Monthly Archives: April 2016

The Beginning of the American Revolution


In the early morning hours of April 19, 1775, British troops marched from Boston to Lexington and Concord, Massachusetts. Their purpose was to capture the Patriot’s supply of weapons and powder in Concord. The British also sought to capture the rebel leaders Samuel Adams and John Hancock who had recently fled Boston for Lexington. While the British left Boston under the cover of darkness, the Patriot Militia had warning of their advance through the watchful eyes of the rebels, Joseph Warren, William Dawes, and Paul Revere. Both Dawes and Revere made their famous midnight rides through the Massachusetts countryside telling the local militias to rally. Revere’s cry through the night was probably not the legendary quote, “The British are coming,” but rather “The Regulars are coming.” Local militiamen would have recognized “Regulars” to mean the British soldiers who were stationed in Boston.

revere ride

Revere’s Midnight Ride

Revere made his way to Lexington to warn Hancock and Adams who then left Lexington for Burlington, Massachusetts. He and Dawes made it to Concord to warn the local militia to hide the stores of weapons and powder. Thanks to Dawes and Revere most of the supplies were hidden from the British. Some weapons and supplies were reportedly buried in fields made to look like newly furrowed ground for planting.

Revere’s and Dawes’ rides saved supplies, but with the militia now turned out and armed, violence was bound to occur. At dawn on April 19th on the Lexington Green, the first shot of the American Revolution was fired. Reports vary wildly on who fired the fist shot. The shot caused the tense situation to erupt into violence. The local militia was easily outnumbered by the British and scattered quickly as the Regulars advanced toward Concord. While the British marched to Concord with few casualties, their retreat back to Boston was made under nearly constant fire by local militia.

The British reported 73 killed and 174 wounded. Their casualties slightly outnumbered those suffered by the Patriots. While these battles were not tactically important, they did solidify the patriot cause. After Lexington and Concord, war against England was a certainty. Thus began the epic struggle of a small group of untrained men fighting a war against one of the most powerful nations the world has ever known.

How Sheep Helped Start a Revolution


It’s a little hard to imagine how those docile, not so smart, animals known as sheep could have anything to do with starting a war. However, sheep, and more specifically wool, was one of the factors that drove colonists into war against England. Sheep likely first arrived in North America at the Jamestown Virginia Colony in 1609. These were probably Southdown sheep from Sussex, England. The breed is known for producing quality wool and being able to survive on highland grasses with little nutrition. Sheep became an essential part of colonial life and by the mid-1600s there were probably ten thousand sheep in the colonies. Sheep and wool production became so important that in 1664 Massachusetts passed a law requiring children to learn how to spin and weave. In 1662, Virginia offered five pounds of tobacco for every one yard of wool cloth. With continued growth of the wool trade, the colonies began to export wool to other European Countries.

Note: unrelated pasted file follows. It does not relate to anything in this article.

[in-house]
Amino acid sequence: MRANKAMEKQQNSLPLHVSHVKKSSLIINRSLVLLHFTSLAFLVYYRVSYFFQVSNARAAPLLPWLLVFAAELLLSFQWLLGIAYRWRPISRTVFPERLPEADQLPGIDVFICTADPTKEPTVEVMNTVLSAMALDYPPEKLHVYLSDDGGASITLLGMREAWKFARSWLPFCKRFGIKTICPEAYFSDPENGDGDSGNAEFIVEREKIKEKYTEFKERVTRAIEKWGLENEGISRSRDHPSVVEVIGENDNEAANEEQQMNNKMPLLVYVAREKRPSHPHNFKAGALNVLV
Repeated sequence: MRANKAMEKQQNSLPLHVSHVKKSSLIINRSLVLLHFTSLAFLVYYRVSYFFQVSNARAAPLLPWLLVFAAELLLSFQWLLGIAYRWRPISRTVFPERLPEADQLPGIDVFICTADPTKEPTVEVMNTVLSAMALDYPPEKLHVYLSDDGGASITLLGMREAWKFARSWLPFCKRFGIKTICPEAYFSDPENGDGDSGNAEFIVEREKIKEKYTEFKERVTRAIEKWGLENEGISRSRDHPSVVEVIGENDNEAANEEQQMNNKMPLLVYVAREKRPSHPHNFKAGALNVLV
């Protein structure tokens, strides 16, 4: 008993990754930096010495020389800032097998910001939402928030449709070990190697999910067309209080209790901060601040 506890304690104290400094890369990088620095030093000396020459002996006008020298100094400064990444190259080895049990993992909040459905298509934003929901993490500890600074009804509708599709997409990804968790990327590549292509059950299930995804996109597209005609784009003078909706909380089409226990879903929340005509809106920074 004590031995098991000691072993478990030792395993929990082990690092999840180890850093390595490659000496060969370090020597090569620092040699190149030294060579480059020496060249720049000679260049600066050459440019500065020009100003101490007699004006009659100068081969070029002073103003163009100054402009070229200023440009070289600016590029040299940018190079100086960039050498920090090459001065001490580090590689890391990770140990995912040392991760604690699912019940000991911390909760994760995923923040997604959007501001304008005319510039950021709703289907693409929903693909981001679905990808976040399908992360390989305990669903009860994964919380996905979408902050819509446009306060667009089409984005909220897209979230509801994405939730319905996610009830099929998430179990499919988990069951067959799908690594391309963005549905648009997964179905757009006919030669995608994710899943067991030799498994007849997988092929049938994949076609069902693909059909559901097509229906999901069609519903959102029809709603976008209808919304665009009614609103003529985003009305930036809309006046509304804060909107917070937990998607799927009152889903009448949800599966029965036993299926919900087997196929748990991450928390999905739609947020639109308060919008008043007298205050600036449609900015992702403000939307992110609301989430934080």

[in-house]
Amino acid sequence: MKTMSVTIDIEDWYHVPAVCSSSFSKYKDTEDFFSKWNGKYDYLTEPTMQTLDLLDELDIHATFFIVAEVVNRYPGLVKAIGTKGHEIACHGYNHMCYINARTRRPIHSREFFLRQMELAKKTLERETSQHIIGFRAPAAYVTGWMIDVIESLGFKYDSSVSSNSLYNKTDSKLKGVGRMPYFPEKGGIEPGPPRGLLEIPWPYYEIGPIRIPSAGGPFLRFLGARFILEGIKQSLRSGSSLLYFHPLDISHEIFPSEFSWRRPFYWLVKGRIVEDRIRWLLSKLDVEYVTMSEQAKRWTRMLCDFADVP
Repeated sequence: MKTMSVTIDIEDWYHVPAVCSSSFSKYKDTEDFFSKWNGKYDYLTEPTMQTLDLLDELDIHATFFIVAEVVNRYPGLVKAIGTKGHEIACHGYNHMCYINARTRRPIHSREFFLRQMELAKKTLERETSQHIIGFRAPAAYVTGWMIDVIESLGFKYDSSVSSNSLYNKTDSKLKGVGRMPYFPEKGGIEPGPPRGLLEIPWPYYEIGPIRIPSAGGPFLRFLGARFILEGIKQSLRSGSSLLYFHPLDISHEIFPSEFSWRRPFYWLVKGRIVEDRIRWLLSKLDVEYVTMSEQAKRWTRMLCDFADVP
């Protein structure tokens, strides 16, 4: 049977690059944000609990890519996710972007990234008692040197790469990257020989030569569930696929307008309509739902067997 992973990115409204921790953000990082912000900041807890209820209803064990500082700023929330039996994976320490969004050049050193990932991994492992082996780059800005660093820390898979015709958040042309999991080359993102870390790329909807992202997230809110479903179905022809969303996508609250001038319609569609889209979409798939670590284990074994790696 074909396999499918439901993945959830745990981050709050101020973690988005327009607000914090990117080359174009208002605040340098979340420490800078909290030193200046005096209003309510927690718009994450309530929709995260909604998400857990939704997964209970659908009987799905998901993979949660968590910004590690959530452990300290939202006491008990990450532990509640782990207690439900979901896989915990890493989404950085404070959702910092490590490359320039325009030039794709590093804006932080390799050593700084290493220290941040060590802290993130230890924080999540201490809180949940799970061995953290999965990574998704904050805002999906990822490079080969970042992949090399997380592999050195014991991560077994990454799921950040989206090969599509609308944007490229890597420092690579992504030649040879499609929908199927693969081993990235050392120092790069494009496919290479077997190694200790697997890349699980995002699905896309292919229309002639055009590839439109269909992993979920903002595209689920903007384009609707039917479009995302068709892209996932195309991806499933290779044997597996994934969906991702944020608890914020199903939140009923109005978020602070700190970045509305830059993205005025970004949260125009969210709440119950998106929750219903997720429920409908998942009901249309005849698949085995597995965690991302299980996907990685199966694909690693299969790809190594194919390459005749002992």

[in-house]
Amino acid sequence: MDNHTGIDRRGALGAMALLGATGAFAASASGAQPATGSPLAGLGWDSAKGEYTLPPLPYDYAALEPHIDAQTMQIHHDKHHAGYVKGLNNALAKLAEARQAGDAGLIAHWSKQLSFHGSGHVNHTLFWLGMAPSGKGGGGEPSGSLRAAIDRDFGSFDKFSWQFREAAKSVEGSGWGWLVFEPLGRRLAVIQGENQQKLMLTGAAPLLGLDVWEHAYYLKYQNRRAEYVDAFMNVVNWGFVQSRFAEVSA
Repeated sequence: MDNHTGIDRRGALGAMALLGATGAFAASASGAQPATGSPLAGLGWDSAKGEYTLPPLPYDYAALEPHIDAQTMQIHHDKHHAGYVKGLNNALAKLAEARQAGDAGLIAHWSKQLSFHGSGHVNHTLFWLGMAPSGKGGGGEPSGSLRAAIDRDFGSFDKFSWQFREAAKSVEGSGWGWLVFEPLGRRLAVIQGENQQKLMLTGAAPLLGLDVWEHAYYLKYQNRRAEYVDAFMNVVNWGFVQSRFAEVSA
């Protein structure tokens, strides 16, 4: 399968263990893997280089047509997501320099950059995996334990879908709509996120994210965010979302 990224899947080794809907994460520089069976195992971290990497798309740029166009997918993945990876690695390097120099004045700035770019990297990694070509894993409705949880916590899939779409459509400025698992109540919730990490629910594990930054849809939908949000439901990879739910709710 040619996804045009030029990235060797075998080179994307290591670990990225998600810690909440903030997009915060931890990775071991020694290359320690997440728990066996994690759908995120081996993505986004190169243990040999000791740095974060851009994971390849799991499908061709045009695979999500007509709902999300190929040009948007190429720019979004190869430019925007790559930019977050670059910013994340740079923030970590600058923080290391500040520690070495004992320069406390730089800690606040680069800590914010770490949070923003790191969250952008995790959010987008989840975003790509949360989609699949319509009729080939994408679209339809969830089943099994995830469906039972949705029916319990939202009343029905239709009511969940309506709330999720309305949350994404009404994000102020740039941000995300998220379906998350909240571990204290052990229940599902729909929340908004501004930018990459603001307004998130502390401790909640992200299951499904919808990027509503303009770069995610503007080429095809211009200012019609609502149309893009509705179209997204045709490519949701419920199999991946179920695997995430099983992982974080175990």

It did not take long for the British Empire to recognize that the colonies’ wool production would soon out match its own as a worldwide source for trade. Ever vigilant to protect its own trade interests, England decided to take action to stop the colonies from exporting wool to other countries. In 1699, the British Parliament passed the Wool Act of 1699, which did three things:  1) it banned the colonies from exporting wool; 2) it forced colonies to only import British wool; and 3) it taxed wool sales. This Act was one of the first of many attempts by Great Britain to force trade restrictions and taxes on the American Colonies.

The Wool Act was just the beginning of Great Britain’s efforts to stifle colonial economic growth through trade restrictions and taxes. The British government enacted the 1764 Sugar Act, 1765 Stamp Act, 1765 Quartering Act, 1767 Townsend Acts (paint, tea, glass, and paper), 1773 Tea Act, and 1774 Coercive Acts. The Wool Act of 1699 was therefore just the precursor to a series of laws that drove colonists into revolt with the cry of “no taxation without representation.” Unlike many of the other Acts on consumer goods, the Wool Act was not repealed by Great Britain until after the colonies had won their independence.

Today, sheep aren’t the same important economic commodity that they once were. Our boys raise sheep for 4-H and to sell for meat.


Josh and Nathan getting ready to show their sheep at the 4-H fair

Most sheep in the United States are raised for meat, and they only account for 1% of the livestock industry. Wool is no longer the main textile used in clothing. Synthetic fibers and cotton are much more common. It’s amazing to think that sheep and their wool were once so important that they helped start the American Revolution.


Spring lambs out grazing on the Stevenson Farm

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